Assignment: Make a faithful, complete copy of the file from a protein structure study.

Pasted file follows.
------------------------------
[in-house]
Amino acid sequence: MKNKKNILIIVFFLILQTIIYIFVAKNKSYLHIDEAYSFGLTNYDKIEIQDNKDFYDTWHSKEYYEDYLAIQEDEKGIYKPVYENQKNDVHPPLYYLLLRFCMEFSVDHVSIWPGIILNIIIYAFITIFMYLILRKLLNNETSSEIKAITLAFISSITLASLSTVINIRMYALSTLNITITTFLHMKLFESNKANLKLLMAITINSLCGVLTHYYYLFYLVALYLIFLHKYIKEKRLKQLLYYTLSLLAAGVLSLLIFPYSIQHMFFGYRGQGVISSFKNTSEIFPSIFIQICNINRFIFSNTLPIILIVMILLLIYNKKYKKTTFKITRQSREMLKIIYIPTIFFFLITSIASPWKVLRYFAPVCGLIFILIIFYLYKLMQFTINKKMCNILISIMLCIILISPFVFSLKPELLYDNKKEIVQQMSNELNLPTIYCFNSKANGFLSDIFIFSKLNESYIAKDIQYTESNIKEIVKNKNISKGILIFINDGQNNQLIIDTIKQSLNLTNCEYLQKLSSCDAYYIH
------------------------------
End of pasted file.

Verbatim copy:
[in-house]
Amino acid sequence: MKNKKNILIIVFFLILQTIIYIFVAKNKSYLHIDEAYSFGLTNYDKIEIQDNKDFYDTWHSKEYYEDYLAIQEDEKGIYKPVYENQKNDVHPPLYYLLLRFCMEFSVDHVSIWPGIILNIIIYAFITIFMYLILRKLLNNETSSEIKAITLAFISSITLASLSTVINIRMYALSTLNITITTFLHMKLFESNKANLKLLMAITINSLCGVLTHYYYLFYLVALYLIFLHKYIKEKRLKQLLYYTLSLLAAGVLSLLIFPYSIQHMFFGYRGQGVISSFKNTSEIFPSIFIQICNINRFIFSNTLPIILIVMILLLIYNKKYKKTTFKITRQSREMLKIIYIPTIFFFLITSIASPWKVLRYFAPVCGLIFILIIFYLYKLMQFTINKKMCNILISIMLCIILISPFVFSLKPELLYDNKKEIVQQMSNELNLPTIYCFNSKANGFLSDIFIFSKLNESYIAKDIQYTESNIKEIVKNKNISKGILIFINDGQNNQLIIDTIKQSLNLTNCEYLQKLSSCDAYYIH